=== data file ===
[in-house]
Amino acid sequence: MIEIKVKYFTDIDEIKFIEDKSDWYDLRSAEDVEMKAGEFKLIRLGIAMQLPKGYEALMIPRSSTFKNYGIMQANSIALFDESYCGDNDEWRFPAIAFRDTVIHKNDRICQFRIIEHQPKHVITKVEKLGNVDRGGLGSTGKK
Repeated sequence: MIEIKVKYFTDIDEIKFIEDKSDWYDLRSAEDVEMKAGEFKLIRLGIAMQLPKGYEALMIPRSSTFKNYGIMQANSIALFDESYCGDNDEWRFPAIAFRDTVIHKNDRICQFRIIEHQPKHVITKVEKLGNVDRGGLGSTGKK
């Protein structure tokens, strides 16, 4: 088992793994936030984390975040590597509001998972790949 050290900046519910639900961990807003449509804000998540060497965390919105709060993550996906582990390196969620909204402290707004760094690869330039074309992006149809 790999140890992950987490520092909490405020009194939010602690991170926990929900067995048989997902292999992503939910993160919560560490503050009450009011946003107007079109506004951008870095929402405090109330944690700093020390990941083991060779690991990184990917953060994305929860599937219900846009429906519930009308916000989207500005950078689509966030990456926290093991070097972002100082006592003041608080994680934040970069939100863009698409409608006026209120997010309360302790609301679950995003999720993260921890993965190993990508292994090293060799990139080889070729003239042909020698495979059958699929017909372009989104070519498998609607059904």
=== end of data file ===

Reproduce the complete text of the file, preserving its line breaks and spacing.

[in-house]
Amino acid sequence: MIEIKVKYFTDIDEIKFIEDKSDWYDLRSAEDVEMKAGEFKLIRLGIAMQLPKGYEALMIPRSSTFKNYGIMQANSIALFDESYCGDNDEWRFPAIAFRDTVIHKNDRICQFRIIEHQPKHVITKVEKLGNVDRGGLGSTGKK
Repeated sequence: MIEIKVKYFTDIDEIKFIEDKSDWYDLRSAEDVEMKAGEFKLIRLGIAMQLPKGYEALMIPRSSTFKNYGIMQANSIALFDESYCGDNDEWRFPAIAFRDTVIHKNDRICQFRIIEHQPKHVITKVEKLGNVDRGGLGSTGKK
């Protein structure tokens, strides 16, 4: 088992793994936030984390975040590597509001998972790949 050290900046519910639900961990807003449509804000998540060497965390919105709060993550996906582990390196969620909204402290707004760094690869330039074309992006149809 790999140890992950987490520092909490405020009194939010602690991170926990929900067995048989997902292999992503939910993160919560560490503050009450009011946003107007079109506004951008870095929402405090109330944690700093020390990941083991060779690991990184990917953060994305929860599937219900846009429906519930009308916000989207500005950078689509966030990456926290093991070097972002100082006592003041608080994680934040970069939100863009698409409608006026209120997010309360302790609301679950995003999720993260921890993965190993990508292994090293060799990139080889070729003239042909020698495979059958699929017909372009989104070519498998609607059904």